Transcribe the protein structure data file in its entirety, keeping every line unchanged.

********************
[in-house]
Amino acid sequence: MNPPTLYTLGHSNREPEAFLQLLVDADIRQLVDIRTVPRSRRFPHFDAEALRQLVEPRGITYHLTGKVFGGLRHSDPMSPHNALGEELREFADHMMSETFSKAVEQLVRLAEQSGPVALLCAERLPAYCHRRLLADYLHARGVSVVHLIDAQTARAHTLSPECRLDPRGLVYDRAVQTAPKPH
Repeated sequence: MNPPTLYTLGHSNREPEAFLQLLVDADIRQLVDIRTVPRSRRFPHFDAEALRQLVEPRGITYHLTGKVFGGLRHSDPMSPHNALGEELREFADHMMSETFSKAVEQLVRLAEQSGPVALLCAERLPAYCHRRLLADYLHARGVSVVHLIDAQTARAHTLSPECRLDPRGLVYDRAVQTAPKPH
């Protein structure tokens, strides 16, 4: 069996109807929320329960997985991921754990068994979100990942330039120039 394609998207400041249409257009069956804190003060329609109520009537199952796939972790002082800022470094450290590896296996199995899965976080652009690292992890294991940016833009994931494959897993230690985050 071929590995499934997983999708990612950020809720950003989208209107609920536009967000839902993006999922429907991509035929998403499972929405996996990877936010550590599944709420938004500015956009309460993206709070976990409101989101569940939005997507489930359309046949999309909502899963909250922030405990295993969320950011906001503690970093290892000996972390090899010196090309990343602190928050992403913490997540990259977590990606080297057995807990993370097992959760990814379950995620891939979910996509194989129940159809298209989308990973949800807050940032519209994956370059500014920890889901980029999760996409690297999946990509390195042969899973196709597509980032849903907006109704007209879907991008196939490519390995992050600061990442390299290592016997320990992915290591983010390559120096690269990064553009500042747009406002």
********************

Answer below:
[in-house]
Amino acid sequence: MNPPTLYTLGHSNREPEAFLQLLVDADIRQLVDIRTVPRSRRFPHFDAEALRQLVEPRGITYHLTGKVFGGLRHSDPMSPHNALGEELREFADHMMSETFSKAVEQLVRLAEQSGPVALLCAERLPAYCHRRLLADYLHARGVSVVHLIDAQTARAHTLSPECRLDPRGLVYDRAVQTAPKPH
Repeated sequence: MNPPTLYTLGHSNREPEAFLQLLVDADIRQLVDIRTVPRSRRFPHFDAEALRQLVEPRGITYHLTGKVFGGLRHSDPMSPHNALGEELREFADHMMSETFSKAVEQLVRLAEQSGPVALLCAERLPAYCHRRLLADYLHARGVSVVHLIDAQTARAHTLSPECRLDPRGLVYDRAVQTAPKPH
């Protein structure tokens, strides 16, 4: 069996109807929320329960997985991921754990068994979100990942330039120039 394609998207400041249409257009069956804190003060329609109520009537199952796939972790002082800022470094450290590896296996199995899965976080652009690292992890294991940016833009994931494959897993230690985050 071929590995499934997983999708990612950020809720950003989208209107609920536009967000839902993006999922429907991509035929998403499972929405996996990877936010550590599944709420938004500015956009309460993206709070976990409101989101569940939005997507489930359309046949999309909502899963909250922030405990295993969320950011906001503690970093290892000996972390090899010196090309990343602190928050992403913490997540990259977590990606080297057995807990993370097992959760990814379950995620891939979910996509194989129940159809298209989308990973949800807050940032519209994956370059500014920890889901980029999760996409690297999946990509390195042969899973196709597509980032849903907006109704007209879907991008196939490519390995992050600061990442390299290592016997320990992915290591983010390559120096690269990064553009500042747009406002």